The Name of Alice’s Restaurant: A Brief History

“Alice’s Restaurant Massacree” is a satirical talking blues song written and performed by singer-songwriter Arlo Guthrie. Released as the title track of Guthrie’s debut album in 1967, the song serves as a deadpan protest against the Vietnam War draft, drawing inspiration from a comically exaggerated yet mostly true story from Guthrie’s own life.

The Story of Alice’s Restaurant

The narrative of “Alice’s Restaurant” revolves around Guthrie’s arrest and subsequent conviction for illegally dumping trash during a visit to his acquaintances in Stockbridge, Massachusetts. The incident occurred in 1965, two years before the song’s release. Guthrie and a friend volunteered to transport a large accumulation of garbage from the home of their friends, Alice and Ray Brock, to the local dump in a VW Microbus. However, upon arrival, they discovered that the dump was closed for the Thanksgiving holiday.

Spotting another pile of trash that had been dumped off a cliff near a side road, Guthrie and his friend decided to add their garbage to the existing accumulation. Little did they know that this seemingly innocent act would lead to a series of events that shaped the story of “Alice’s Restaurant.”

Following the garbage dumping, the church where Alice and Ray Brock resided received a phone call from Officer Obie, a local policeman. The call informed them that an envelope found in the trash could be traced back to Guthrie and his friend. Amusingly, Guthrie confessed to putting the envelope beneath the garbage, employing a playful tone and stating, “I cannot tell a lie.”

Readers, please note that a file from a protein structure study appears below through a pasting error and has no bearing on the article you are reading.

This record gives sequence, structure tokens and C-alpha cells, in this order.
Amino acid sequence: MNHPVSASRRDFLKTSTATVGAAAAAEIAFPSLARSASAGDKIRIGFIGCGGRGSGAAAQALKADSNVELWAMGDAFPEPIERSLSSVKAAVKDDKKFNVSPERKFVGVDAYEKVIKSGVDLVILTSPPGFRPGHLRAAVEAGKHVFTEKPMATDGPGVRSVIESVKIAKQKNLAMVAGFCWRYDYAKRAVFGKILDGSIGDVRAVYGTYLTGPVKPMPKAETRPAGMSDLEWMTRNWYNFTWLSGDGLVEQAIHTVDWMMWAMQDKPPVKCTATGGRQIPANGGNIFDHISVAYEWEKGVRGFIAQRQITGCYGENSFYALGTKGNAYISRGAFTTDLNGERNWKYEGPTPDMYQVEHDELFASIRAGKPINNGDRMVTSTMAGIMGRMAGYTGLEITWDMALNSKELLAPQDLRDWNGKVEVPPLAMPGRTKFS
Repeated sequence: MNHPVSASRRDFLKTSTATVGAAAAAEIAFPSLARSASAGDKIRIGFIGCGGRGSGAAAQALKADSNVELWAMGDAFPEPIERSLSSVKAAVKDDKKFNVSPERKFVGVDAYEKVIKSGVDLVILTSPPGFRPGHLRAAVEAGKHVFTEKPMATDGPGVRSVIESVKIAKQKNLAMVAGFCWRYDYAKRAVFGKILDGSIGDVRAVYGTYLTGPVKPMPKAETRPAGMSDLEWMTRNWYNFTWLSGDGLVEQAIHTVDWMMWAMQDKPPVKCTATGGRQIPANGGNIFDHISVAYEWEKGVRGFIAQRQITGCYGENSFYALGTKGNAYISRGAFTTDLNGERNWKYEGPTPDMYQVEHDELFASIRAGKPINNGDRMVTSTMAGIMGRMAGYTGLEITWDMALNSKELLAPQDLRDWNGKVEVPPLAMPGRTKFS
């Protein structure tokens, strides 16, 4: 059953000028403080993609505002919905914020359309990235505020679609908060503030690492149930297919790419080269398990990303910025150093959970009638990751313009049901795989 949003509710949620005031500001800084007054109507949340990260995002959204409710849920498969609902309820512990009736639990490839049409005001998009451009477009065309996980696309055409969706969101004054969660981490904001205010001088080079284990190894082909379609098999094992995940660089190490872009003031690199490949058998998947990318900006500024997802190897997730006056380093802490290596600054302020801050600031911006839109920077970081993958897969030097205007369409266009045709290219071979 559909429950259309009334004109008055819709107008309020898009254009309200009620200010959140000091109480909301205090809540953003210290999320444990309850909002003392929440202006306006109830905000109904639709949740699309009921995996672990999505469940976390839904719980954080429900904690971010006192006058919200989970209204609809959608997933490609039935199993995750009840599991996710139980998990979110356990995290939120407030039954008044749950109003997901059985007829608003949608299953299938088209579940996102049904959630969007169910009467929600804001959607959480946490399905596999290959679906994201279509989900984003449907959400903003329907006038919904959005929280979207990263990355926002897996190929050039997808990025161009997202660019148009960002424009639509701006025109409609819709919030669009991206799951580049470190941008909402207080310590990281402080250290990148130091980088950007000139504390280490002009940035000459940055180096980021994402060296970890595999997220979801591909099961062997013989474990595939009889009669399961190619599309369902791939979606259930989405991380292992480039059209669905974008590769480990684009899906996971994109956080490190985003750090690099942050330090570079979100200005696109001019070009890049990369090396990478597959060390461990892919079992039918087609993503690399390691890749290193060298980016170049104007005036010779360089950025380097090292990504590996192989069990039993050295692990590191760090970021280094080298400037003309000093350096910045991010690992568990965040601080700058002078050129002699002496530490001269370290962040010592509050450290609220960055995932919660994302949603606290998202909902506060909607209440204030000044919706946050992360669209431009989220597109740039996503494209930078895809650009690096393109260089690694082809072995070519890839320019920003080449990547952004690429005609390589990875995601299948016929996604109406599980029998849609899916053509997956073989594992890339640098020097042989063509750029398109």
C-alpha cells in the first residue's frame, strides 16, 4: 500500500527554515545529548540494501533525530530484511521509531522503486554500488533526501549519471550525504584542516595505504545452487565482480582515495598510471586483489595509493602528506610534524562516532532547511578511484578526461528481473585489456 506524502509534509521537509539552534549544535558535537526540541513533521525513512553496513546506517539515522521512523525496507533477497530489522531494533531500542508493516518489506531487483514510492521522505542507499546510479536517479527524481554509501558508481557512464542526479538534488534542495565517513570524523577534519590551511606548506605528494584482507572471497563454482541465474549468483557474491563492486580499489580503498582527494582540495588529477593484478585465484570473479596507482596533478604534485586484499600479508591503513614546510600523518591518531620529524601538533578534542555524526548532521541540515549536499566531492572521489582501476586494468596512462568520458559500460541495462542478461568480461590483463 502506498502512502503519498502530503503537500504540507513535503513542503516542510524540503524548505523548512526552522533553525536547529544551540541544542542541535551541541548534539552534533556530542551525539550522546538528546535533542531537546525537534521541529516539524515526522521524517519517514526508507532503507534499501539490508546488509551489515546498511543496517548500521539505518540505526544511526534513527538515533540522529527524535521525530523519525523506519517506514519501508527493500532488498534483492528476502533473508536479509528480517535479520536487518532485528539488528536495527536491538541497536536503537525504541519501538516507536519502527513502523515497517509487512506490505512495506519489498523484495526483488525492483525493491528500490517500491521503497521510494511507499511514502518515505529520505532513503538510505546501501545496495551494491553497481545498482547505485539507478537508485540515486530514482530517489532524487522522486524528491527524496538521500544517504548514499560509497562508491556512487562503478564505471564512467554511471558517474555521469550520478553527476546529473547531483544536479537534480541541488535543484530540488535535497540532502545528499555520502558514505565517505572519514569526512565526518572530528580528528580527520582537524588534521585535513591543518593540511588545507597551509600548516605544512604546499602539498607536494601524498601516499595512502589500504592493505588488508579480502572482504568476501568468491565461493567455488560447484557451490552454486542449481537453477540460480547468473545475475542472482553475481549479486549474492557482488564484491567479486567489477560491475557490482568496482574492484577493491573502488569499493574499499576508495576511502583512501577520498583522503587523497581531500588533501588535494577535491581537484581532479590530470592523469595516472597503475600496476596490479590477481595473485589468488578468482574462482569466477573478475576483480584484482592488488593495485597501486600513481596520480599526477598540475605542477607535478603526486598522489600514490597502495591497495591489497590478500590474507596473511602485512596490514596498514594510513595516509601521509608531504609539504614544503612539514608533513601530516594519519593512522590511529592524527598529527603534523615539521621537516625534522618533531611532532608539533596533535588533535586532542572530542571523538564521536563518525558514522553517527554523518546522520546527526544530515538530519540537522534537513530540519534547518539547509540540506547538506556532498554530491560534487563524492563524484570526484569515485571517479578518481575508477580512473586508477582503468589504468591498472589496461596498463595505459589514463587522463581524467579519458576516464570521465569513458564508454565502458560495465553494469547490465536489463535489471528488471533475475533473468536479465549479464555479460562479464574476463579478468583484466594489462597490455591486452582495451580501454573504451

Subsequently, Guthrie and his friend were taken to the police station, expecting a verbal reprimand and a cleanup duty. However, they were instead arrested, handcuffed, and transported to the scene of the crime. At the site, Officer Obie and a crew of police officers meticulously collected forensic evidence, including photographs and detailed descriptions of the litter. The media circus surrounding the incident attracted local news outlets seeking stories on littering.

After a brief period of incarceration, Alice bailed Guthrie and his friend out, allowing them to celebrate Thanksgiving dinner once again. The following day, Guthrie and his friend stood trial. Surprisingly, the judge presiding over the case was visually impaired and relied on a seeing-eye dog. This led to an ironic twist, as the extensive evidence collected by Officer Obie became inconsequential in the absence of visual perception.

Ultimately, Guthrie and his friend paid a $50 fine and were ordered to clean up the garbage they had dumped, all while enduring the wintry conditions of the snowy landscape.

The Significance of Alice’s Restaurant

The title of the song, “Alice’s Restaurant,” refers to a restaurant owned by Guthrie’s friend, Alice Brock. Although the restaurant itself does not play a direct role in the story, it serves as the subject of the chorus and the impetus for Guthrie’s visit.